Your Professional Blog

In a continuation of yesterday’s post about making the decision to start a blog, I wanted to take from a number of discussions I’ve had lately, both live and online, about what a blog should be, especially those belonging to professionals. Having a blog has been an interesting experience, and while I think a number of writers enjoy the inside look at an agent’s world, I know there are just as many who feel that the inside peek into an agent’s world and, sometimes, an agent’s head, leans toward the unprofessional.

So what should your blog be? That depends entirely on what you decide to use it for. Is it a family blog that you’ll use just as a way to share family news, photos, and events? Or do you intend for your blog to be another way for you to market your work? And by the way, if you are an author who is writing a blog under your pen name, you should assume that’s nothing less than a professional blog. As an author your name is your profession.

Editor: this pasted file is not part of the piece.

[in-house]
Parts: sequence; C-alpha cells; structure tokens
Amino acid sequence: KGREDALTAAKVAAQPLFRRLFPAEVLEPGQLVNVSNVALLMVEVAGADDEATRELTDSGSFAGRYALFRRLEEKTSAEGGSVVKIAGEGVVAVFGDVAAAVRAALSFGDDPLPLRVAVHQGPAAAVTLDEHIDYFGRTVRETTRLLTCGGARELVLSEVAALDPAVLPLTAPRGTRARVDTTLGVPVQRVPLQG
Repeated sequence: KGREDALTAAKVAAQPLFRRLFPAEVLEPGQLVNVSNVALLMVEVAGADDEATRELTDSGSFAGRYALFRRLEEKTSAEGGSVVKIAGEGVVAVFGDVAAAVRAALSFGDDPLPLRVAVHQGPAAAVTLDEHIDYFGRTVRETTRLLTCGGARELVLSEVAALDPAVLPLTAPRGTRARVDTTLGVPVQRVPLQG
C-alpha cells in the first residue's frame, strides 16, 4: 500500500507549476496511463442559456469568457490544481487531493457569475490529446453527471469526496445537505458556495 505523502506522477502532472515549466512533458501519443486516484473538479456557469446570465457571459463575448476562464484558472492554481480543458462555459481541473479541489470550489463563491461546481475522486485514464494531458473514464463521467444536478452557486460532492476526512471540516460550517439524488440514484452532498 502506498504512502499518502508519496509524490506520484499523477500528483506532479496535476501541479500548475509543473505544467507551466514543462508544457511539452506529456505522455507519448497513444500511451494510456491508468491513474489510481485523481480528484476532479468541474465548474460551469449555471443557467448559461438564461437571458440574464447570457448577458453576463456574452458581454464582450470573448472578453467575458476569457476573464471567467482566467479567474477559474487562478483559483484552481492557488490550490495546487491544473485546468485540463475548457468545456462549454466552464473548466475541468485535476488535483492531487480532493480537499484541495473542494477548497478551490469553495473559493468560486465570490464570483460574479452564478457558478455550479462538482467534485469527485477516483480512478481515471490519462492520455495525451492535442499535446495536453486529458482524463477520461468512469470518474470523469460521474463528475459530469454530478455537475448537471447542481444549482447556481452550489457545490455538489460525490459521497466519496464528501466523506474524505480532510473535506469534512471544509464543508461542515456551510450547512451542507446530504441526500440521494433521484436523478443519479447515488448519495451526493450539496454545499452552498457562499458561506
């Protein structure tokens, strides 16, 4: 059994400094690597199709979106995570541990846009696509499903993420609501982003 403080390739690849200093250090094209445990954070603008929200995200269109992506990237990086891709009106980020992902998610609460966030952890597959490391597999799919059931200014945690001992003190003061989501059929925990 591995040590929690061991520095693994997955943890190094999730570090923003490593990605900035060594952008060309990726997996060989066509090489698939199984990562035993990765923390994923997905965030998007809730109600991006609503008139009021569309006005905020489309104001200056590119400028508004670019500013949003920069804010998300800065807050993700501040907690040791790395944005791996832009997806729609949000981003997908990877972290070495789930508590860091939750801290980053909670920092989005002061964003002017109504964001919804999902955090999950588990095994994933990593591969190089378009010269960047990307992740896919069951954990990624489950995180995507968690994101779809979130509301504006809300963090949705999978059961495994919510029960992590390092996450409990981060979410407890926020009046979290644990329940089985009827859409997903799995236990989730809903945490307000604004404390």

If you decide that your blog (and your blog name) is meant for professional purposes, then is it really appropriate to discuss your children, the state of your underwear, or whether or not you’ve cleaned the house? Since this is a very, very new medium it’s still being tested, and what’s right and what works can only be proven by the reader. My belief is that a professional blog is a way for people interested in you, your work, and your business to get to know you better: it is a little peek into your soul. There’s a fine line though. I think that the blog needs to remain professional, and that means that you should only post the same sorts of conversations you are willing to have when pitching your work to agents and editors or talking with booksellers or fans. In my case, it should only be information that I would be willing to discuss with my clients or talk about in front of a room full of aspiring authors and colleagues. In other words, is this group really interested in your laundry pile or would you be better served discussing your writing?